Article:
Padraic Spence, 70; was a teacher in and out of class

Mr. Spence rode his bike on the Tour de France routes after serving in the Army.

By Bryan Marquard

Mr. Spence, of West Stockbridge, must have been the only Harvard graduate driving an 18-wheel milk tanker truck around the Berkshires in the early 1970s.

Andy Pafko, 4-time baseball all-star; at 92

Mr. Pafko was a teammate of Jackie Robinson with Brooklyn from 1951 to ‘52.

By Dinesh Ramde

Mr. Pafko was the famously forlorn outfielder who watched Bobby Thomson’s ‘‘Shot Heard ‘Round the World’’ sail over the wall.

Patrice Chereau, 68; was French opera, theater director

Mr. Chereau’s production of ‘‘Elektra’’ is scheduled for the 2015-16 Met season.

Mr. Chereau was renowned for his cutting-edge productions.

Sports

on baseball

A’s or Tigers - which is better matchup for Red Sox?

Whether the Red Sox end up facing Detroit or Oakland, one thing is for sure — take regular-season statistics and toss them.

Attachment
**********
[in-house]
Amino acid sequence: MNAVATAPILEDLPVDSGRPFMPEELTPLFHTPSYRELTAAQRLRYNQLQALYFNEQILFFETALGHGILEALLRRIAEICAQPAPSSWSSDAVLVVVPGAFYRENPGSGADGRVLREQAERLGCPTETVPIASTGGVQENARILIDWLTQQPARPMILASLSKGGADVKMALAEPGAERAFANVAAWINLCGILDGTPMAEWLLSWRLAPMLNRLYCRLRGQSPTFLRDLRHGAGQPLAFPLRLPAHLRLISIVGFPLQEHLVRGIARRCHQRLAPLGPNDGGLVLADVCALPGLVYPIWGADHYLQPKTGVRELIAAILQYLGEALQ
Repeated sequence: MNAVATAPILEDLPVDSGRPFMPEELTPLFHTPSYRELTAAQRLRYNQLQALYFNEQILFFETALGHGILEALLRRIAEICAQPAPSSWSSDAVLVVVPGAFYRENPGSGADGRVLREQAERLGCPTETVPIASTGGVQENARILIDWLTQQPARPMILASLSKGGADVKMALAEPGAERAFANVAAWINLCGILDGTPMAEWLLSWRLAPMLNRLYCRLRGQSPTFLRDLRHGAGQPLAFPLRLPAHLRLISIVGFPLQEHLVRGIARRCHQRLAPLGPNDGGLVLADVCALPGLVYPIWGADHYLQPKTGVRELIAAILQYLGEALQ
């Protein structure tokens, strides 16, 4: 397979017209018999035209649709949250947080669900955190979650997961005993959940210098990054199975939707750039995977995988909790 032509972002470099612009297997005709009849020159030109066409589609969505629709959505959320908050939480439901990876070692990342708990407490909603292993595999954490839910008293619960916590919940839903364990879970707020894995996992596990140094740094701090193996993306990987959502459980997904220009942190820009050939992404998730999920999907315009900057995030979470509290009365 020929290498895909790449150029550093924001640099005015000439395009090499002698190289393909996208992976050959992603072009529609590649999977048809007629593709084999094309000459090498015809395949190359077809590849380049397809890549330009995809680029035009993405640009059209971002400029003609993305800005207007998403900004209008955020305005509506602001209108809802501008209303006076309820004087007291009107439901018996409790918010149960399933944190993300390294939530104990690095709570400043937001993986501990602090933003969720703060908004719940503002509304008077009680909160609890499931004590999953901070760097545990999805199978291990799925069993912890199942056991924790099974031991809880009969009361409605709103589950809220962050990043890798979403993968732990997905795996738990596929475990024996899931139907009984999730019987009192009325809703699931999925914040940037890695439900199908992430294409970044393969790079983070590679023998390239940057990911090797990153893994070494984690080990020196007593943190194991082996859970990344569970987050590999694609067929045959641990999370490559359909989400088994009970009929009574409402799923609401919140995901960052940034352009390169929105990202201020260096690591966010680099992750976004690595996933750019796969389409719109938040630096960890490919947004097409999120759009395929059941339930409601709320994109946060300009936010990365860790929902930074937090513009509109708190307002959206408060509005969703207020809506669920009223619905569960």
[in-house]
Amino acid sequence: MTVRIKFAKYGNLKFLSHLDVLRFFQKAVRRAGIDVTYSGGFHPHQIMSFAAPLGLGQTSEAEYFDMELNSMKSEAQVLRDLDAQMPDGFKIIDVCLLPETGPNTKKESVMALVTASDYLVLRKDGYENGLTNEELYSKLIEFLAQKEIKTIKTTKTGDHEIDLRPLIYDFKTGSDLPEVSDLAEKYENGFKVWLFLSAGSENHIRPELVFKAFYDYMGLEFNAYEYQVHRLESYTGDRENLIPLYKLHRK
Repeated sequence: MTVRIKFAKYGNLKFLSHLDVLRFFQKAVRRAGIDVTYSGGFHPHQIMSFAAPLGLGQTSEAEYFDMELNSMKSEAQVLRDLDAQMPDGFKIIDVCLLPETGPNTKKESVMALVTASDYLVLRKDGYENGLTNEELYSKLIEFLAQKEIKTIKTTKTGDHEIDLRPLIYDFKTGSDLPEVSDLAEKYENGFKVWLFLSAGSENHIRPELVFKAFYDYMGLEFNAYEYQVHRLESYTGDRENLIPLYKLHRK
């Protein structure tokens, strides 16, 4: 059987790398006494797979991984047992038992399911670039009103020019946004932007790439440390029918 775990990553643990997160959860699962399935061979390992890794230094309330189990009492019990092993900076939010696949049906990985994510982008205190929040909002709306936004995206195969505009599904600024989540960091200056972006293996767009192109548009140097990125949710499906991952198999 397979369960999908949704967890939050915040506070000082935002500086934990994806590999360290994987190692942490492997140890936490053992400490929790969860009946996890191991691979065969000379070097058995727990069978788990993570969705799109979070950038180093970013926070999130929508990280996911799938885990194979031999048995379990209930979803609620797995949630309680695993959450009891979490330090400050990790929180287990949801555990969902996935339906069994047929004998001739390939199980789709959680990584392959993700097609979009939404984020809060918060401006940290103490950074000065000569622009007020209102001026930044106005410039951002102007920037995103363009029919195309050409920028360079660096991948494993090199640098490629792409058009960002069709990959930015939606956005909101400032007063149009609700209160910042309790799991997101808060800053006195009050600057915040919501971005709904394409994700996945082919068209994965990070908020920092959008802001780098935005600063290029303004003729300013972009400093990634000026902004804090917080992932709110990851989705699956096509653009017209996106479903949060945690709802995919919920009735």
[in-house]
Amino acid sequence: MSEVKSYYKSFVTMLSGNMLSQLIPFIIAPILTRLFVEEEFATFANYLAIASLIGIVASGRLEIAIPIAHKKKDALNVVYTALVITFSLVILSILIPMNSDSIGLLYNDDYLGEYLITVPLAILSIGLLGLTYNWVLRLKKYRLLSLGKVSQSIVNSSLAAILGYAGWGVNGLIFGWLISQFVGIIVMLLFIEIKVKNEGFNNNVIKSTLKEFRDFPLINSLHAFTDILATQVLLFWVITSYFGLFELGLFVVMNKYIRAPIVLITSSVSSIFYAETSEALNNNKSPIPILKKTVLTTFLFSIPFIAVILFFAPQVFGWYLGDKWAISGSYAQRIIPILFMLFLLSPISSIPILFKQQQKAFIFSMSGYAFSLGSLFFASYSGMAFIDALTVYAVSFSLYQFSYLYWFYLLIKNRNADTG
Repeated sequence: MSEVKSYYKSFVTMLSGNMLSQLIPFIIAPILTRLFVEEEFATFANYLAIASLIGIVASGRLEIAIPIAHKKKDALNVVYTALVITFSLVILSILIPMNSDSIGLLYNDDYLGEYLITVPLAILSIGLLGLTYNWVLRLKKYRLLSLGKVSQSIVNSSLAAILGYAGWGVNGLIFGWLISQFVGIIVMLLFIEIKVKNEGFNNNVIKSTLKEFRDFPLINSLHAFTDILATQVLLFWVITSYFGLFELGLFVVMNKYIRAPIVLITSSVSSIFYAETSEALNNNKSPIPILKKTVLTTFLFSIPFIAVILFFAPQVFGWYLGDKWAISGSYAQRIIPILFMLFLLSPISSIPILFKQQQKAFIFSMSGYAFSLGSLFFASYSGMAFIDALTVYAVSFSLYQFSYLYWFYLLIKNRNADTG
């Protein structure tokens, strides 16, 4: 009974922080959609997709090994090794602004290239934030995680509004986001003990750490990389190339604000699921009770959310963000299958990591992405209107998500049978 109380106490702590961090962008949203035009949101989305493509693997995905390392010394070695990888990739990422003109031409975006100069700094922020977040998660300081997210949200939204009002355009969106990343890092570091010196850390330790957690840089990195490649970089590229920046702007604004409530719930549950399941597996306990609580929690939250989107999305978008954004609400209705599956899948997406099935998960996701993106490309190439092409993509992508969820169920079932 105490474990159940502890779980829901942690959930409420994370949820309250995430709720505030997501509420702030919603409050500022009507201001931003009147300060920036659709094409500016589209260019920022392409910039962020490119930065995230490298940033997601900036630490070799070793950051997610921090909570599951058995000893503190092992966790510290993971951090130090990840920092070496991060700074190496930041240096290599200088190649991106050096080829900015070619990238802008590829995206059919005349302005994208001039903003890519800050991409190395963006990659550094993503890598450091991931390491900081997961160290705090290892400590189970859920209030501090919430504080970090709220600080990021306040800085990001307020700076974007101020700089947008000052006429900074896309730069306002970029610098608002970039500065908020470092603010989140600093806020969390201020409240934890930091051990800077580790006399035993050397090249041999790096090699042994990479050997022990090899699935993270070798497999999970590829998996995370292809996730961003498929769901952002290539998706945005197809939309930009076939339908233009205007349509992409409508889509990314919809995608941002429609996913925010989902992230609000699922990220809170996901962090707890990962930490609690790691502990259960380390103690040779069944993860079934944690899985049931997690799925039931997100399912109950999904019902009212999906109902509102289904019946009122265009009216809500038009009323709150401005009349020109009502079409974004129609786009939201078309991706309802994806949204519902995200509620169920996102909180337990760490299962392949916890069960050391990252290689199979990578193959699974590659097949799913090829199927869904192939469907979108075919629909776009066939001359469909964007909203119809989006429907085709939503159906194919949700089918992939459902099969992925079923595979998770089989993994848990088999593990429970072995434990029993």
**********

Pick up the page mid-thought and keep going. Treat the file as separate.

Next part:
By Nick Cafardo

The Red Sox will face stiff challenges from either Oakland or Detroit when the ALCS begins on Saturday evening.

Tom Brady and Drew Brees set for faceoff

The numbers for the Patriots’ Tom Brady and the Saints’ Drew Brees are similarly great, but the comparisons don’t end there.

By Michael Whitmer

The star signal-callers, who meet Sunday in Foxborough, have a lot in common. Above all else, though, they win.

Hockey East preview

BU hockey coach David Quinn has mighty opportunity

Coach David Quinn is at home at his alma mater.

By Nancy Marrapese-Burrell

The former Terriors standout knows what he’s getting into succeeding hockey coaching legend Jack Parker.

G: Style

A Boston collector launches an online sneaker museum

By Christopher Muther

Rick Kosow’s Sneaker Museum offers a virtual trip through his staggering collection of 1,000 pairs.

Movie Review

Tom Hanks is captivating in ‘Captain Phillips’

“Captain Phillips” stars Tom Hanks (right) as the title character, a container ship skipper whose vessel is boarded by Somali pirates.